I’ve taken a couple of weeks off from teaching, so no dharma talks to post, but an opportunity to recommend a few books I’ve read lately!
Where the Crawdads Sing by Delia Owens
It gives me great hope for the human race that this book remains on the top of the bestseller list! It is a story of our interconnection with nature, with a main character who raises herself in the marshland of North Carolina. It is beautifully written and stays with me still though I read it months ago. The author creates a world that lets me breathe deep and take it all in. This is not to say it is without story-line or suspense, for those who need such things!
The Mama Sutra, a Story of Love, Loss and the Path of Motherhood by Anne Cushman
Anne was a yoga/dharma teacher of mine for many years and we have recently reconnected in a poetry class we both take. Back when she was my teacher and I was the class manager at
Spirit Rock Meditation Center, her now college-age son was a newborn who once came and showed us how to do the cobra and other natural positions that came so easily to him and were often so challenging to us. Before her pregnancy with her son, she had shared with us her painful experience of losing her daughter who died in utero just days before her due date. So reading the book brought back the great joy and deep sorrow she shared in such a way that we all really learned deeply about life’s impermanence and why really living in the present moment fully with gratitude matters.
Anne has always been a very deep and funny writer, willing to lay it all out there for the sake of reminding readers that it’s okay to be human. She’s fearless in both sharing her most vulnerable moments and brilliant in exploring and sharing the dharma.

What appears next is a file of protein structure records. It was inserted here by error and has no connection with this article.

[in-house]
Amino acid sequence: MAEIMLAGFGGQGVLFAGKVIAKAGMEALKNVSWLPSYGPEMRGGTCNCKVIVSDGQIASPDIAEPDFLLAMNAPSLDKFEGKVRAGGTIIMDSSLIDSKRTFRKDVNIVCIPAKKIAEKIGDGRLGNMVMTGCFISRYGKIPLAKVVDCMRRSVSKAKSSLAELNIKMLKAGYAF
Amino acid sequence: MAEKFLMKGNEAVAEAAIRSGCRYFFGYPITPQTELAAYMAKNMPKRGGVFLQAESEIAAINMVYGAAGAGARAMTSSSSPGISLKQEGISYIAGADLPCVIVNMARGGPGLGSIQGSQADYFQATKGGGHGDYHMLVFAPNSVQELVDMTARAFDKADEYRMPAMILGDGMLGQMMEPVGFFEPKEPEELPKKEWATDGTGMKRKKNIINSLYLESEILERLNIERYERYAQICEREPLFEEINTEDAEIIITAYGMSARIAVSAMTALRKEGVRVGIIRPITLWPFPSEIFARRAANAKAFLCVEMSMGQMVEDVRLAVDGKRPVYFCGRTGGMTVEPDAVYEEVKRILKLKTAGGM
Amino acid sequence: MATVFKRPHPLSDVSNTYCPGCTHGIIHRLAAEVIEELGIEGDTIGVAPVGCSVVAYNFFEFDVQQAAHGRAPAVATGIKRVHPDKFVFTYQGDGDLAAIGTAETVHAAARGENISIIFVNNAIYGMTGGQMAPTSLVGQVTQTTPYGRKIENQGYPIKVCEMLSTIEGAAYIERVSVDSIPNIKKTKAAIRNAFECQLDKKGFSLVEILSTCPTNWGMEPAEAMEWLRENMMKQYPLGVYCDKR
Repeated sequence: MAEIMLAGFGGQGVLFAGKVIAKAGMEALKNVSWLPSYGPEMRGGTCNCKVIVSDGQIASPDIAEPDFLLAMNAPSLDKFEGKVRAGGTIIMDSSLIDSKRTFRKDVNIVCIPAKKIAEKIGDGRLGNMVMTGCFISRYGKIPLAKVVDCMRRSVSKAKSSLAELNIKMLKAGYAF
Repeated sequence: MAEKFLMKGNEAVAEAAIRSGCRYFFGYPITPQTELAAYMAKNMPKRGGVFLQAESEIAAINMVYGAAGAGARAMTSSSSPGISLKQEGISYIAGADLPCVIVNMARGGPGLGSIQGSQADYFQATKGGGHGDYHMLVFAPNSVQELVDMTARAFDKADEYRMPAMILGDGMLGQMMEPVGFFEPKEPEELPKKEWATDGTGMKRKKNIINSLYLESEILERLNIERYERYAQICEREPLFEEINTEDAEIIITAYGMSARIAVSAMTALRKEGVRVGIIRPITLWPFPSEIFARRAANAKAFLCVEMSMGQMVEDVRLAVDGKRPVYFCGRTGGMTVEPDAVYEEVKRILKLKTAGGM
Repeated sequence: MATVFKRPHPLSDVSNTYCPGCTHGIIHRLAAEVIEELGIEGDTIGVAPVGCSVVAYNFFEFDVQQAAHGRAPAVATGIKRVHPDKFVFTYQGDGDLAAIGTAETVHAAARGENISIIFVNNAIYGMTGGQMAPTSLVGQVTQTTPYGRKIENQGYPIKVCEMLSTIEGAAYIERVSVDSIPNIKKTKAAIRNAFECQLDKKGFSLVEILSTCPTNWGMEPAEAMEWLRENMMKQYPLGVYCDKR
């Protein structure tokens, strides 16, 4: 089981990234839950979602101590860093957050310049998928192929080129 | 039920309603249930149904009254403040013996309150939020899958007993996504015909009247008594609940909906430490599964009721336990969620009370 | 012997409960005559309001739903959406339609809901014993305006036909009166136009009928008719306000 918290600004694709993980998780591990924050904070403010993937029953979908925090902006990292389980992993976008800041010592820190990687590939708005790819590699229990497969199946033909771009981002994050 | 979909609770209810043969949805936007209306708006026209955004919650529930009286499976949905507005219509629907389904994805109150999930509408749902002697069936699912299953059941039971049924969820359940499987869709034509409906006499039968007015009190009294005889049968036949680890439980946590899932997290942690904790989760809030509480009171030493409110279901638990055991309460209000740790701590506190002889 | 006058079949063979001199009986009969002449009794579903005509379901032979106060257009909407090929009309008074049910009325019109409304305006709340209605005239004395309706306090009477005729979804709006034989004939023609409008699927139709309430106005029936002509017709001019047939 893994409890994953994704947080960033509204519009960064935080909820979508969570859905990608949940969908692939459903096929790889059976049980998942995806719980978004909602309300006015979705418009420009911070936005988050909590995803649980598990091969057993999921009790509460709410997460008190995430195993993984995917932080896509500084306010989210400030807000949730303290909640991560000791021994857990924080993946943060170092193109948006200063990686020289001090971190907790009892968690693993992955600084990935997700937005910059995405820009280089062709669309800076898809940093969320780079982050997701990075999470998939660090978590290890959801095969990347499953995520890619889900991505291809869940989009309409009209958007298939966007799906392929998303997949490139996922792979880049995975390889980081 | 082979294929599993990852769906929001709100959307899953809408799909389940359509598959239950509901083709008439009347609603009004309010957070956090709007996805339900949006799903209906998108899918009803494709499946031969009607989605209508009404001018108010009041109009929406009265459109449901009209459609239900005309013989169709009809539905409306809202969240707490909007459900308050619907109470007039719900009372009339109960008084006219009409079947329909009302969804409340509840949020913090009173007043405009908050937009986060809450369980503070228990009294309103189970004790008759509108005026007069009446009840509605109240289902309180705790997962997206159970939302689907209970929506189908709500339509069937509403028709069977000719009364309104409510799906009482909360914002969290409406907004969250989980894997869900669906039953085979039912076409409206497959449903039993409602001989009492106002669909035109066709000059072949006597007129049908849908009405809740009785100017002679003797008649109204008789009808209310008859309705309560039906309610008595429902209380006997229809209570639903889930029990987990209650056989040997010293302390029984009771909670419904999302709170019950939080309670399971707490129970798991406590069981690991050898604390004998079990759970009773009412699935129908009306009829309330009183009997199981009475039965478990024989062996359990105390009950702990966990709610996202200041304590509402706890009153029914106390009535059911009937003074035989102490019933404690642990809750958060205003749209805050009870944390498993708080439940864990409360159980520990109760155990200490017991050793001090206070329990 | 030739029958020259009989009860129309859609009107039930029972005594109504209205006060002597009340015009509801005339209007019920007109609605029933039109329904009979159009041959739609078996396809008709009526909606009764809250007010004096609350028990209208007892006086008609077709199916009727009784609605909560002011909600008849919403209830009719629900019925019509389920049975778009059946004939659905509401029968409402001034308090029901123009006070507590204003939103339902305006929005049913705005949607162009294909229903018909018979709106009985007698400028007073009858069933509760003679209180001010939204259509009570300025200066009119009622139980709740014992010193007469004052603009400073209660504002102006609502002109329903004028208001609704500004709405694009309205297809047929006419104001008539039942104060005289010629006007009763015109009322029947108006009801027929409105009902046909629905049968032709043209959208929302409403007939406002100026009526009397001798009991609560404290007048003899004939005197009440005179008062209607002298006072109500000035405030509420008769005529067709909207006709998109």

So I highly recommend this book which has rave reviews from notable dharma teacher authors Tara Brach, Lama Tsultrim Allione and Natalie Goldberg, among others.
Fire and Rain: Ecopoetry of California edited by Lucille Lang Day and Ruth Nolan
This thick volume is such a celebration of the beauty and vulnerability of the most diverse state in the US. What makes it so approachable and rewarding is the way it is divided into sections by habitat, so the reader gets immersed in the coast, the hills, the lakes, the mountains, the cities or the desert, as a variety of poetic voices come together in a symphony of deeper understanding. Brilliant! With over 150 poets, including past and present poet laureates of counties and the US, sharing their deep love of nature in this special place, this book is a true celebration of California.
I am pleased to say that one of my poems is in the book, and that it was one of six poems nominated for the Pushcart Prize! 😉 But that’s not why I’m recommending the book. By the way, all profits from the sale of the book go to non-profit environmental organizations.
(Although I include links to Amazon for purpose of further information on each book, I encourage you to support your local independent bookstores if you plan to buy copies.)
So those are a few of the books I’ve been reading lately. I’d love to hear what you’ve been reading!